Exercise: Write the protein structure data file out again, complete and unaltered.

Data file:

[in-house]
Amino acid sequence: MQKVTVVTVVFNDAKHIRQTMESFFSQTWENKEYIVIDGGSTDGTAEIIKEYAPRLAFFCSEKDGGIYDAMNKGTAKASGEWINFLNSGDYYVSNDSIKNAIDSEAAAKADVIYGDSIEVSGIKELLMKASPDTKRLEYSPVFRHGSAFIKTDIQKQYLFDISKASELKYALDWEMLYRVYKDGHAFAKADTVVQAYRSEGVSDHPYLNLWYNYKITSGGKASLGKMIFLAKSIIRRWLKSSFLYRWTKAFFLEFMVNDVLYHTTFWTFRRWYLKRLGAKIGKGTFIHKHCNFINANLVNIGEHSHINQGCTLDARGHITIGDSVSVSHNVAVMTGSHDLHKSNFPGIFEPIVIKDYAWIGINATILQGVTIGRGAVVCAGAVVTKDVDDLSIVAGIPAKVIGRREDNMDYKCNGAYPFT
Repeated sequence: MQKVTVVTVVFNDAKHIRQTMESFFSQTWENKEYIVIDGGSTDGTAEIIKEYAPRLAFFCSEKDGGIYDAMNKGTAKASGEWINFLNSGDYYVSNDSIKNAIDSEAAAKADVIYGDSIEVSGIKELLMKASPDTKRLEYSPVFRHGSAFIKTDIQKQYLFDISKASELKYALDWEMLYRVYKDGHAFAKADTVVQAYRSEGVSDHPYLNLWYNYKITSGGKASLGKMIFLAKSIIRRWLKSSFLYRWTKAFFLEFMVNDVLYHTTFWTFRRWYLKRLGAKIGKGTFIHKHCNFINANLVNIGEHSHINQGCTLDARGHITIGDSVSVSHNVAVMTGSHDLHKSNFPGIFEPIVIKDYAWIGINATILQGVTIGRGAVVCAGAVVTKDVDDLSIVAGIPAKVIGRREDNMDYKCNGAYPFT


[in-house]
Amino acid sequence: MQKVTVVTVVFNDAKHIRQTMESFFSQTWENKEYIVIDGGSTDGTAEIIKEYAPRLAFFCSEKDGGIYDAMNKGTAKASGEWINFLNSGDYYVSNDSIKNAIDSEAAAKADVIYGDSIEVSGIKELLMKASPDTKRLEYSPVFRHGSAFIKTDIQKQYLFDISKASELKYALDWEMLYRVYKDGHAFAKADTVVQAYRSEGVSDHPYLNLWYNYKITSGGKASLGKMIFLAKSIIRRWLKSSFLYRWTKAFFLEFMVNDVLYHTTFWTFRRWYLKRLGAKIGKGTFIHKHCNFINANLVNIGEHSHINQGCTLDARGHITIGDSVSVSHNVAVMTGSHDLHKSNFPGIFEPIVIKDYAWIGINATILQGVTIGRGAVVCAGAVVTKDVDDLSIVAGIPAKVIGRREDNMDYKCNGAYPFT
Repeated sequence: MQKVTVVTVVFNDAKHIRQTMESFFSQTWENKEYIVIDGGSTDGTAEIIKEYAPRLAFFCSEKDGGIYDAMNKGTAKASGEWINFLNSGDYYVSNDSIKNAIDSEAAAKADVIYGDSIEVSGIKELLMKASPDTKRLEYSPVFRHGSAFIKTDIQKQYLFDISKASELKYALDWEMLYRVYKDGHAFAKADTVVQAYRSEGVSDHPYLNLWYNYKITSGGKASLGKMIFLAKSIIRRWLKSSFLYRWTKAFFLEFMVNDVLYHTTFWTFRRWYLKRLGAKIGKGTFIHKHCNFINANLVNIGEHSHINQGCTLDARGHITIGDSVSVSHNVAVMTGSHDLHKSNFPGIFEPIVIKDYAWIGINATILQGVTIGRGAVVCAGAVVTKDVDDLSIVAGIPAKVIGRREDNMDYKCNGAYPFT